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Agrium Inc.: Should You Buy, Sell, or Hold?

Shares of Agrium Inc. (TSX: AGU)(NYSE: AGU) are up 20% in just the past four weeks as the market is once again betting on a big payday triggered by activist investors.

The last time this happened, the stock ran up to $115 per share and then drifted back into the mid $80s.

Is the rally sustainable this time, or should investors take the early holiday gift and sit back to see what happens next?

Let’s take a look at Agrium’s situation to see if the current share price is justified.

Potash production

Agrium’s shares moved lower in early October because the company warned that Q3 and Q4 earnings were going to miss previous estimates due to an extended shutdown at its Vanscoy potash facility. The news shouldn’t have come as a surprise.

Vanscoy was scheduled to be out of action to tie in the last part of a $2 billion expansion project. A mechanical failure on the site’s main hoist system in July simply moved up the changeover schedule.

Agrium’s potash production is expected to increase by 40% as a result of the Vanscoy expansion.

Shareholders should be excited because the completion of the project could mean a nice boost to free cash flow as a result of lower capital expenditures and higher revenues. Global potash demand is at record levels and wholesale prices are expected to move higher in 2015.

The recent flooding at Russia’s largest potash producer, Uralkali, could affect as much as 20% of the company’s production. This should be supportive for global wholesale prices.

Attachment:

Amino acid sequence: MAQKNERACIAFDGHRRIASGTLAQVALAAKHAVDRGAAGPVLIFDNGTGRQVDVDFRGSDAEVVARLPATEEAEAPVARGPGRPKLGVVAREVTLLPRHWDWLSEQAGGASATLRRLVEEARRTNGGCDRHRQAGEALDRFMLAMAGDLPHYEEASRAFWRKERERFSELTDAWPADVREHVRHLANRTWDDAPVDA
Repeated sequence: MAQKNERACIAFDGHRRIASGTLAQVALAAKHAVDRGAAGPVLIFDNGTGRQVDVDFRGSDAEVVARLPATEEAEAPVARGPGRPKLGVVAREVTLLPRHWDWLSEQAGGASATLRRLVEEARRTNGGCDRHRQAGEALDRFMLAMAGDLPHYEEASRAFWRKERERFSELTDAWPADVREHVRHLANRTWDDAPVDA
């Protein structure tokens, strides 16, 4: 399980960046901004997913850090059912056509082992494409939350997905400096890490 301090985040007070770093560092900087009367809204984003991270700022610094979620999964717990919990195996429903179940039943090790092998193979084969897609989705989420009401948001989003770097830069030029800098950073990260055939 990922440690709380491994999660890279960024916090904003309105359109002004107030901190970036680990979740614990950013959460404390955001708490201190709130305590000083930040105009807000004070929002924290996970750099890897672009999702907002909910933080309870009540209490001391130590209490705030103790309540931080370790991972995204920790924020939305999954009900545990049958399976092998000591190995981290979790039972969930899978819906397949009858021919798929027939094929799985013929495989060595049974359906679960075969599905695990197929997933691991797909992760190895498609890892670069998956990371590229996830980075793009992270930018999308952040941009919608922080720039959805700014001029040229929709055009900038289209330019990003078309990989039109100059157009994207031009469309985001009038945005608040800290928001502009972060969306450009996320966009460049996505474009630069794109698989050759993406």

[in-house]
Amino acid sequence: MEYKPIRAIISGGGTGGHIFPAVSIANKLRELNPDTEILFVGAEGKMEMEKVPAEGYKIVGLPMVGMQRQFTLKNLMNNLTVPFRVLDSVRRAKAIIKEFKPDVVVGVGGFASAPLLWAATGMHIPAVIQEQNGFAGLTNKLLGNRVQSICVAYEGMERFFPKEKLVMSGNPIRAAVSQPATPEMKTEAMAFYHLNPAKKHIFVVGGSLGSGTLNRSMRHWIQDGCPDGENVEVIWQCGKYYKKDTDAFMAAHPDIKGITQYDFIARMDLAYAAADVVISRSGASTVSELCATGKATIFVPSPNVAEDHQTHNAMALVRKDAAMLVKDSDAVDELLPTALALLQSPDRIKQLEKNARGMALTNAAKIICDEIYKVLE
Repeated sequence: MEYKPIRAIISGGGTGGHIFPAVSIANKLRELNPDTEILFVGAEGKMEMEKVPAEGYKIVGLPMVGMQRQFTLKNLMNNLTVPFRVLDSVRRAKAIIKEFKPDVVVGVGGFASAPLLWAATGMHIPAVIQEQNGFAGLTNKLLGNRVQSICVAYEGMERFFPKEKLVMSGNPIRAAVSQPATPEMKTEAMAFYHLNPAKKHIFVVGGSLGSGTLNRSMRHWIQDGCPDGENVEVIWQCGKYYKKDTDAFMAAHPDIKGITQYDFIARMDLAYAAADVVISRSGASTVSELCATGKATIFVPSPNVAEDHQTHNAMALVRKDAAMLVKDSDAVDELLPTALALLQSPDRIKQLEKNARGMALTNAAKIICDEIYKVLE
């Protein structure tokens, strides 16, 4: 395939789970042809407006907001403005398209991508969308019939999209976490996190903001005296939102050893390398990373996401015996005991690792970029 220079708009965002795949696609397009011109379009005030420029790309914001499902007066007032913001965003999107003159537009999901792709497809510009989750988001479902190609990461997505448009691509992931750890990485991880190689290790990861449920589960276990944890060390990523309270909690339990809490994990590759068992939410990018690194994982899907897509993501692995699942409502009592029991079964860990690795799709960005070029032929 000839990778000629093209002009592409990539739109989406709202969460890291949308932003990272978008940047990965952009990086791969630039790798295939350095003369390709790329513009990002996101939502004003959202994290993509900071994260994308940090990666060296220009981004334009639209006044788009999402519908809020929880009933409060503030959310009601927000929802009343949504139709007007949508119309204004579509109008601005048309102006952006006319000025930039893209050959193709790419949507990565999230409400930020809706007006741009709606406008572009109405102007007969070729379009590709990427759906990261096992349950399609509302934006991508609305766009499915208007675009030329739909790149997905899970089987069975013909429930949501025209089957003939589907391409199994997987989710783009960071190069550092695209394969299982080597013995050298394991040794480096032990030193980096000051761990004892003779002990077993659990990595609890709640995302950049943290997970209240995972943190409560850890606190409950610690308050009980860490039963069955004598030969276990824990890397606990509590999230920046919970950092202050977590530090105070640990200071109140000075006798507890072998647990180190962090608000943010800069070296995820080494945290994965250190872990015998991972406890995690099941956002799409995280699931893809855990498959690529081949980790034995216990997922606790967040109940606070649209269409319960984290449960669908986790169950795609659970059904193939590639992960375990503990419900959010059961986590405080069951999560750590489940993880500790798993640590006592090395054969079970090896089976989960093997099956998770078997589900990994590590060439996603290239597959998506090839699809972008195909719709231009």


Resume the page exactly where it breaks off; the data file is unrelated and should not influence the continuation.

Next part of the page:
Nitrogen production

Nitrogen margins are essentially dependent on the price of natural gas. In the third quarter, average nitrogen gross margins were $105 per tonne, down from $119 per tonne in Q3 2013.

The average natural gas cost for the quarter was $4.01/MMBtu and gas currently trades near that level. Production in 2015 should be better than the current year, as unplanned shutdowns have hindered Agrium’s nitrogen output throughout 2014. One concern is the potential for natural gas prices to move significantly higher if North America gets hit with another brutal winter.

Retail operation

Agrium’s retail division continues to deliver strong results supported by revenue coming from the assets acquired from Viterra in 2013. The retail stores sell crop nutrients, seed, and crop protection products to farmers in North America, Australia, and South America.

When wholesale markets are volatile, the retail division gives Agrium a way to balance out revenue, but retail earnings can also vary greatly. In the Q3 2014 earnings statement, Agrium said record corn yields in the U.S. have pushed down prices and squeezed margins for growers. This could result in lower retail sales for 2015.

Some of the 2014 record harvest was delayed and this means farmers could push purchases of crop nutrients into the spring. If this happens, Agrium might face transport issues trying to get product moved to its customers.

Should you buy?

Agrium trades at about 14 times forward earnings and 2.4 times book. The company just increased its dividend to US$3.12 per share. At current prices you get a 3% yield.

The long-term outlook for Agrium is positive, and investors should see consistent dividend hikes moving forward. Having said that, the next two or three quarters might be challenging given the potential for higher natural gas prices, and weaker demand from North American retail customers.

If the winter turns out to be as bad as last year, Agruim might also run into trouble again with getting product to its customers, as logistics bottlenecks are likely.

At this point the stock is probably a hold, given the big move in recent weeks. If you have new money to invest, there are other names that provide similar dividend-growth opportunities without the same volatility. One top company is discussed in the following free report.

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Fool contributor Andrew Walker has no position in any stocks mentioned. Agrium is a recommendation of Stock Advisor Canada.

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